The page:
To encourage graduate students to pursue crystallographically-oriented research, the International Centre for Diffraction Data (ICDD) has established a crystallography scholarship fund, known as the Ludo Frevel Crystallography Scholarship Fund. Its name was adopted to honor a pioneer in the science of X-ray diffraction and founder of the fund, Dr. Ludo Frevel. Convinced of the beneficial scientific impact of the proposed scholarships for crystallographically-oriented research, ICDD has solicited funds from private and industrial sectors to support this program. ICDD has awarded 191 scholarships since 1991, totaling over$454,750
The applicant should be enrolled in a graduate degree program during the 2018 calendar year with major interest in crystallography — e.g., crystal structure analysis, crystal morphology, modulated structures, correlation of atomic structure with physical properties, systematic classification of crystal structures, phase identification and materials characterization. Students with a graduation date prior to 1 July 2018 are not eligible for the 2018 scholarship award. The term of the scholarship is one year. The recipient may submit an application for one renewal at the end of the first year.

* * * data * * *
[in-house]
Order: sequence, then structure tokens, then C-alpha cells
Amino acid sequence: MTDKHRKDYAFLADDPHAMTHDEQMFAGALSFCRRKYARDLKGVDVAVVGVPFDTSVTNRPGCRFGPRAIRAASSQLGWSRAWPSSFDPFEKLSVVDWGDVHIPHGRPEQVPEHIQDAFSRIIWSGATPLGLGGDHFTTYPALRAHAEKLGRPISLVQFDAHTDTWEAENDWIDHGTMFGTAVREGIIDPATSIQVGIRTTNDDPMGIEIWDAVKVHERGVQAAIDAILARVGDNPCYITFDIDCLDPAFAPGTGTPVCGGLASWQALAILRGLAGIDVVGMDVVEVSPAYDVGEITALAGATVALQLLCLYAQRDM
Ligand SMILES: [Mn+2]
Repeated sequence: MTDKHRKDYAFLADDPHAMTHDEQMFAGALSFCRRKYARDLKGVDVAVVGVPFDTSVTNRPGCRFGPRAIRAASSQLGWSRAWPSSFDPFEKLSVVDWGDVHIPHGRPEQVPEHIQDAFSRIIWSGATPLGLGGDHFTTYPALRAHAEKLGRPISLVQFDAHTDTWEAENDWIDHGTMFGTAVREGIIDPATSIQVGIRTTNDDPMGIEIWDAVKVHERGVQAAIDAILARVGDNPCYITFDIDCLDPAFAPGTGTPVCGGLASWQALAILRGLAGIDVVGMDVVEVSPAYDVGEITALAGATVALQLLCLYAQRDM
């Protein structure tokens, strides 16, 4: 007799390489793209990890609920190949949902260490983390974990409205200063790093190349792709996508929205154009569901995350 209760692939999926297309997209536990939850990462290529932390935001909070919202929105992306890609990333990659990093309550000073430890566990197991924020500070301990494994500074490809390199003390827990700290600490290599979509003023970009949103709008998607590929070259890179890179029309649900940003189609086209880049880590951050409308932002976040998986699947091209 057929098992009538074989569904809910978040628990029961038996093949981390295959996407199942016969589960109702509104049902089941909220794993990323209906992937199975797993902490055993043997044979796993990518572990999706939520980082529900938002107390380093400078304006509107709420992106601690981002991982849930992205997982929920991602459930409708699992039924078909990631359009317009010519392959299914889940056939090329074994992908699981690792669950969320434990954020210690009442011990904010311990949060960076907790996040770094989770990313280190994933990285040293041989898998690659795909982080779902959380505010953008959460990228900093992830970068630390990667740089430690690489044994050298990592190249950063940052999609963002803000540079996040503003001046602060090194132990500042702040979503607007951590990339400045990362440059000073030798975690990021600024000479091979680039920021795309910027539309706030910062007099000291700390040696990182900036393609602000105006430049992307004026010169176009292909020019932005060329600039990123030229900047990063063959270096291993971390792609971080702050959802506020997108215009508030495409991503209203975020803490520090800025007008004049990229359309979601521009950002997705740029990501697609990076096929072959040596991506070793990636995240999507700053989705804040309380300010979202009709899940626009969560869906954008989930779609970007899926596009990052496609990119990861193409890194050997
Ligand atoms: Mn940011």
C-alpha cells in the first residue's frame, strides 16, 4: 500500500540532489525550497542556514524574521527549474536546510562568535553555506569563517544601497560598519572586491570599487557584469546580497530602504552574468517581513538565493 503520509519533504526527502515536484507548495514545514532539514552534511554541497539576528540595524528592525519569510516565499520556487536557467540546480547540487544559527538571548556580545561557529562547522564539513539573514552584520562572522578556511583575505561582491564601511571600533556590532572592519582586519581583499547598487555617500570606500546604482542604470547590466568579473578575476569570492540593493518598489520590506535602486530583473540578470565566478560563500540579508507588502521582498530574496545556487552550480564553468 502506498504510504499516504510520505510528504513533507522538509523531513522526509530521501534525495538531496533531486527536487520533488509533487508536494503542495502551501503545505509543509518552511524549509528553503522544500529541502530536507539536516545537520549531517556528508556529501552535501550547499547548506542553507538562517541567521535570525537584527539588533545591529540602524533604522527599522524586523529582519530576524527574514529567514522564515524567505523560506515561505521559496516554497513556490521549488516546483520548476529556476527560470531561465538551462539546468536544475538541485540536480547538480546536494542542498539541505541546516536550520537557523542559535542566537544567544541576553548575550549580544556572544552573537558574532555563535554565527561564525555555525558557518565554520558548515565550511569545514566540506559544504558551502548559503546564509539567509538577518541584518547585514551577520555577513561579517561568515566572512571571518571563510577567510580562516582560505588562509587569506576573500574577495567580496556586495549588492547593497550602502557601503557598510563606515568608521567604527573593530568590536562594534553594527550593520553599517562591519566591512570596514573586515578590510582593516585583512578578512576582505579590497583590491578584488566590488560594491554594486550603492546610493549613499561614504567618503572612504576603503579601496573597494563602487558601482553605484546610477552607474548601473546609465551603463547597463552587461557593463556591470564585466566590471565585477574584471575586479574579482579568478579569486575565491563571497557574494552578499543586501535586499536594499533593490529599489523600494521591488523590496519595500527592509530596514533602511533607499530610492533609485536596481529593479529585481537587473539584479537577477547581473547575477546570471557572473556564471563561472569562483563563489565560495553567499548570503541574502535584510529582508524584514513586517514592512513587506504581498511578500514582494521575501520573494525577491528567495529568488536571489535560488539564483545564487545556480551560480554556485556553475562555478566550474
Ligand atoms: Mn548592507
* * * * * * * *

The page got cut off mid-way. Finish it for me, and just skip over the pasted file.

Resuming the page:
Applications must be submitted online by

18 OCTOBER 2017

To apply, and for more information, please go here.


Webinar – May 23, 2017 – Beyond Cu: The many colors of X-rays – selecting the best X-ray tube for your analysis

Presented by: Scott Speakman Ph.D – XRD Principal Scientist

Modern laboratory diffractometers are designed to operate with X-ray tubes that may have many different types of anodes: Cr, Mn, Fe, Co, Cu, Mo, Ag, and more. The X-ray tube anode determines the wavelength of radiation that is produced for measurements. Despite the wide selection of anodes available, contemporary literature is dominated by research that uses Cu wavelength X-rays for powder diffraction and scattering studies—so much so that some researchers mistakenly believe it is the only choice because “everybody else uses it”. While Cu anode X-ray tubes have always been widely used in laboratory diffractometers, literature provides many examples of measurements that benefited from the use of other wavelengths of radiation, including synchrotrons and neutron beamlines.

This webinar will be streamed in the lobby of the MCF in the Marcus Nanotechnology Building on May 23 at 11:00AM.